Gospel Reflection Dec 15 – Deacon Don
Sunday, December 15
Third Sunday of Advent
Matthew 11: 2 – 11
When John the Baptist heard in prison of the works of the Christ,
he sent his disciples to Jesus with this question,
“Are you the one who is to come,
or should we look for another?”
Jesus said to them in reply,
“Go and tell John what you hear and see:
the blind regain their sight,
the lame walk,
lepers are cleansed,
the deaf hear,
the dead are raised,
and the poor have the good news proclaimed to them.
And blessed is the one who takes no offense at me.”
As they were going off,
Jesus began to speak to the crowds about John,
“What did you go out to the desert to see?
A reed swayed by the wind?
Then what did you go out to see?
Someone dressed in fine clothing?
Those who wear fine clothing are in royal palaces.
Then why did you go out? To see a prophet?
Yes, I tell you, and more than a prophet.
This is the one about whom it is written:
Behold, I am sending my messenger ahead of you;
he will prepare your way before you.
Amen, I say to you,
among those born of women
there has been none greater than John the Baptist;
yet the least in the kingdom of heaven is greater than he.”
Today is called “Gaudete Sunday,” which means “Rejoice!” Yet, within this one day of rejoicing, Advent remains a penitential season. We are asked to be penitent in the manner we prepare for the coming celebration and prepare ourselves to welcome the coming of the Lord. We may not have fasted or done the traditional things we might do during Lent, but we are asked to solemnly prepare. Our parish offers one important opportunity to prepare by attending our evening prayer and Penitential Services with the Sacrament of Reconciliation this Sunday beginning at 5pm. What better way to prepare and build on the excitement as we anticipate the celebration of Jesus’ coming among us?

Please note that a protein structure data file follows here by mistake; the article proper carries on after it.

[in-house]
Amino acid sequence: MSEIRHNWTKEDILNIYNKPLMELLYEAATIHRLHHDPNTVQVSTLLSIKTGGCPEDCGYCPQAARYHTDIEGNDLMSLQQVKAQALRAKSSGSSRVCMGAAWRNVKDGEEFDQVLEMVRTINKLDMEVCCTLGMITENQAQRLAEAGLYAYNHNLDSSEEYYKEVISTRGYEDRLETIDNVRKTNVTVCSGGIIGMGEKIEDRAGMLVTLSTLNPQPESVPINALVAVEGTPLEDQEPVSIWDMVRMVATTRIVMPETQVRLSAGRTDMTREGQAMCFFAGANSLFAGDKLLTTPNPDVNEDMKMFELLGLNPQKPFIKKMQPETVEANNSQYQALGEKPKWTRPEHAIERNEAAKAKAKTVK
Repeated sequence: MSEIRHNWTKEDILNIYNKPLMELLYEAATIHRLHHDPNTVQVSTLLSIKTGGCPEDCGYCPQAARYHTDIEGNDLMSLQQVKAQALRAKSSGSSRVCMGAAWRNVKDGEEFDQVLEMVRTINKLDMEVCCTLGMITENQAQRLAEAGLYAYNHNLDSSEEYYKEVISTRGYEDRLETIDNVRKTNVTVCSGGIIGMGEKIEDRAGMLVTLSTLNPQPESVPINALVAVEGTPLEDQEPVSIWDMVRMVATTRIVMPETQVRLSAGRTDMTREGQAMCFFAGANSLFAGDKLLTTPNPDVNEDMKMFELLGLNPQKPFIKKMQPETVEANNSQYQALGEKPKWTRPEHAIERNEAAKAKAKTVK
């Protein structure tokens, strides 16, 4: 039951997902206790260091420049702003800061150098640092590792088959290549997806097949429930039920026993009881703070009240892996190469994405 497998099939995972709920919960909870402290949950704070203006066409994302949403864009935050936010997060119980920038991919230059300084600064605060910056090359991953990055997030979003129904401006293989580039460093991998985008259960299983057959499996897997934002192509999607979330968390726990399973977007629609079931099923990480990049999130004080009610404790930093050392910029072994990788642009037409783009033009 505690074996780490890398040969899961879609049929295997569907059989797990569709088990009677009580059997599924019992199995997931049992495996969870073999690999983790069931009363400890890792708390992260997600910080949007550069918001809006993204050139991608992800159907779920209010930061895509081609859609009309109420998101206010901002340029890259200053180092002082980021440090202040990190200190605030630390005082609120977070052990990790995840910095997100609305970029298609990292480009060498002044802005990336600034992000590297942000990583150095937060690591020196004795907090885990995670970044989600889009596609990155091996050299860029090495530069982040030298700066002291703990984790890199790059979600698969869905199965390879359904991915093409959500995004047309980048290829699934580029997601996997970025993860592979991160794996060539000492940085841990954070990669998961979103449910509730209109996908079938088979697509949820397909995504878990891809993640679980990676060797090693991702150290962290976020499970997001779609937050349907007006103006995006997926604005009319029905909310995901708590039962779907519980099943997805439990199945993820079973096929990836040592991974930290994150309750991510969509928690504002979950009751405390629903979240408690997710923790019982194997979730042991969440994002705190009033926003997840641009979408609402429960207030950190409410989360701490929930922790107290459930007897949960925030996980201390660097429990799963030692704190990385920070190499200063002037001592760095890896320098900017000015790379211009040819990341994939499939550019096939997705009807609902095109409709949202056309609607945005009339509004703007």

John the Baptist was a man of strong conviction who prepared as evidenced in today’s Gospel. Jesus describes John as one of the greatest persons ever born. Yet John was part of the Old Testament and missed the privilege of living in the post Jesus era. We have that privilege. We could do well to emulate John in preparing ourselves for Jesus to become really part of our lives. Like most of us, he was not of high birth — rich, famous, glamorous, or followed in pop culture. Yet, he attracted many people to go out to listen him, to be challenged by him, and to have their lives changed by his words. In this way, we share John’s mission. We are called to prepare the way for Jesus to come into our own hearts. Once we are prepared, we can go out as John did and make the joy of salvation known to others — not an easy thing to consider and then — do. Christmas is a time of gifts — both giving and receiving. Let us make sure that among the gifts we offer to others is some of our Christian joy which we ourselves have received.
-Deacon Don Poirier